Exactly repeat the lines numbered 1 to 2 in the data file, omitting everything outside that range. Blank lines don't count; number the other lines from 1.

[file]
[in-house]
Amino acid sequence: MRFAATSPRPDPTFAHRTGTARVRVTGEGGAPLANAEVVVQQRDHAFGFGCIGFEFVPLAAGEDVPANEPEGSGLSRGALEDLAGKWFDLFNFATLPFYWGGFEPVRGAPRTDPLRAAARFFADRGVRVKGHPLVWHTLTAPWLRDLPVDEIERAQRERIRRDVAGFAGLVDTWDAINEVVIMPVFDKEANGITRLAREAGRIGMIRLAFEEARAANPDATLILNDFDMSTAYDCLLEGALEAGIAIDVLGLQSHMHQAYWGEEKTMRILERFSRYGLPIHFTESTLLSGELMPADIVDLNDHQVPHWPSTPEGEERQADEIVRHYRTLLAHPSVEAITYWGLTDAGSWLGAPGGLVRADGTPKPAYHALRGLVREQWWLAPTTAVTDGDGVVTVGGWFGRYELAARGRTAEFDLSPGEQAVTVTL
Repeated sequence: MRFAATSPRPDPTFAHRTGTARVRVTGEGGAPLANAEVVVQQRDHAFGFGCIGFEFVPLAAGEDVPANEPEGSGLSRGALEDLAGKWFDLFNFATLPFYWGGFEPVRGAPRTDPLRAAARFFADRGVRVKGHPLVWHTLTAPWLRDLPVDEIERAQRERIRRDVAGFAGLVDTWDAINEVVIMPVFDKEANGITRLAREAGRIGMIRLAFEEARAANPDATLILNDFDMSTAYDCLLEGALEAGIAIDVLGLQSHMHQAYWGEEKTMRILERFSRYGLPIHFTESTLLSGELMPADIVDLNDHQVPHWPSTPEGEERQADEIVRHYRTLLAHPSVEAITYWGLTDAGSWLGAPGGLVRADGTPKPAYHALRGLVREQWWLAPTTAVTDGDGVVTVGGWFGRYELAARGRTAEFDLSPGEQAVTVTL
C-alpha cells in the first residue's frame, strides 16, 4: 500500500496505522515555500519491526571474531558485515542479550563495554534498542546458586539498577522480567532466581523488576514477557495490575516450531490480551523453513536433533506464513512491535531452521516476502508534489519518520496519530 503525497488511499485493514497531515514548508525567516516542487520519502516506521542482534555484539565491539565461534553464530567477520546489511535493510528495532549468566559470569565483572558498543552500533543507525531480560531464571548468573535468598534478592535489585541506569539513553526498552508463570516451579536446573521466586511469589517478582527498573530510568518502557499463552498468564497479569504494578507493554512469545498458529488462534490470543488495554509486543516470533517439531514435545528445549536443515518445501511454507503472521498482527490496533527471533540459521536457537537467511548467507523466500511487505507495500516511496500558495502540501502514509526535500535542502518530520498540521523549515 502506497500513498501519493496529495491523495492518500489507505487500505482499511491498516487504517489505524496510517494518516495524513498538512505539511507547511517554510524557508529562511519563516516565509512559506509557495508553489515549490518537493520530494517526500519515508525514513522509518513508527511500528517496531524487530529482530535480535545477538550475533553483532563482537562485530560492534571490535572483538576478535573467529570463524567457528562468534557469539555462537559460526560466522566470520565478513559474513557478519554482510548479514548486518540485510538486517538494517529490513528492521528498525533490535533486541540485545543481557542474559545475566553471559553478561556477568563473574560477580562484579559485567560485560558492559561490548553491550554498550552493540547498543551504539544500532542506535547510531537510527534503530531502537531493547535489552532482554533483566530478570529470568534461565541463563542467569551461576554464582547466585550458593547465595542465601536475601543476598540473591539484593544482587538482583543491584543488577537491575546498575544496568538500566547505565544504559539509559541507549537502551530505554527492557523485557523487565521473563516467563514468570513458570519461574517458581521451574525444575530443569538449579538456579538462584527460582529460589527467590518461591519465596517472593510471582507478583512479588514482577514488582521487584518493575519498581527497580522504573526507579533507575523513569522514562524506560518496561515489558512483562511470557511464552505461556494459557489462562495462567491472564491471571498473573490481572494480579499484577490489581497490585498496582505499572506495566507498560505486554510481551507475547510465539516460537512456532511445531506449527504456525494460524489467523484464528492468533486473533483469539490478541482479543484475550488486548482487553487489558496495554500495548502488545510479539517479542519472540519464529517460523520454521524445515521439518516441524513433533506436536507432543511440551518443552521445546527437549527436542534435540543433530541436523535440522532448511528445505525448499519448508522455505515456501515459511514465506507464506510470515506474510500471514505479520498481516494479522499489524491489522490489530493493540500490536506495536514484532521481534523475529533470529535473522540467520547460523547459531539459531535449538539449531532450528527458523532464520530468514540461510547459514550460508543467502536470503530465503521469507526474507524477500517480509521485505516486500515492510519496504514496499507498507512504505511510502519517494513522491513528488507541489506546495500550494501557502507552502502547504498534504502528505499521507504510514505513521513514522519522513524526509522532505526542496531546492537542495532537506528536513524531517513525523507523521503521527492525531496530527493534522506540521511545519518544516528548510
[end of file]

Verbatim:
[in-house]
Amino acid sequence: MRFAATSPRPDPTFAHRTGTARVRVTGEGGAPLANAEVVVQQRDHAFGFGCIGFEFVPLAAGEDVPANEPEGSGLSRGALEDLAGKWFDLFNFATLPFYWGGFEPVRGAPRTDPLRAAARFFADRGVRVKGHPLVWHTLTAPWLRDLPVDEIERAQRERIRRDVAGFAGLVDTWDAINEVVIMPVFDKEANGITRLAREAGRIGMIRLAFEEARAANPDATLILNDFDMSTAYDCLLEGALEAGIAIDVLGLQSHMHQAYWGEEKTMRILERFSRYGLPIHFTESTLLSGELMPADIVDLNDHQVPHWPSTPEGEERQADEIVRHYRTLLAHPSVEAITYWGLTDAGSWLGAPGGLVRADGTPKPAYHALRGLVREQWWLAPTTAVTDGDGVVTVGGWFGRYELAARGRTAEFDLSPGEQAVTVTL